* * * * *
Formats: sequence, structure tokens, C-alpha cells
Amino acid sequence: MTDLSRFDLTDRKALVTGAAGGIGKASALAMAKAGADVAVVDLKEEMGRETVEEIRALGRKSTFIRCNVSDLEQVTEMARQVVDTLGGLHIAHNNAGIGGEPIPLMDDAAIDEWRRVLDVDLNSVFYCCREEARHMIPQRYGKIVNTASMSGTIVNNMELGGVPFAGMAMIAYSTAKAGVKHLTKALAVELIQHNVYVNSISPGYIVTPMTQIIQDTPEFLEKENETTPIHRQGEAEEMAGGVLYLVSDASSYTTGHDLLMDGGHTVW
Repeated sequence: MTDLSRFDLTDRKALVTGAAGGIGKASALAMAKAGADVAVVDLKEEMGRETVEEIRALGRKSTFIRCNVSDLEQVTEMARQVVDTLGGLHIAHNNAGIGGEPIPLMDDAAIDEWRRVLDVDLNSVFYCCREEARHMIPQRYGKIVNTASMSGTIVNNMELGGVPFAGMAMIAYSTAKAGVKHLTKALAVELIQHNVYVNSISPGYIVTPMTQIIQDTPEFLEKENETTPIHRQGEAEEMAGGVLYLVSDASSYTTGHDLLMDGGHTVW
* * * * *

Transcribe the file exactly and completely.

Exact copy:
Formats: sequence, structure tokens, C-alpha cells
Amino acid sequence: MTDLSRFDLTDRKALVTGAAGGIGKASALAMAKAGADVAVVDLKEEMGRETVEEIRALGRKSTFIRCNVSDLEQVTEMARQVVDTLGGLHIAHNNAGIGGEPIPLMDDAAIDEWRRVLDVDLNSVFYCCREEARHMIPQRYGKIVNTASMSGTIVNNMELGGVPFAGMAMIAYSTAKAGVKHLTKALAVELIQHNVYVNSISPGYIVTPMTQIIQDTPEFLEKENETTPIHRQGEAEEMAGGVLYLVSDASSYTTGHDLLMDGGHTVW
Repeated sequence: MTDLSRFDLTDRKALVTGAAGGIGKASALAMAKAGADVAVVDLKEEMGRETVEEIRALGRKSTFIRCNVSDLEQVTEMARQVVDTLGGLHIAHNNAGIGGEPIPLMDDAAIDEWRRVLDVDLNSVFYCCREEARHMIPQRYGKIVNTASMSGTIVNNMELGGVPFAGMAMIAYSTAKAGVKHLTKALAVELIQHNVYVNSISPGYIVTPMTQIIQDTPEFLEKENETTPIHRQGEAEEMAGGVLYLVSDASSYTTGHDLLMDGGHTVW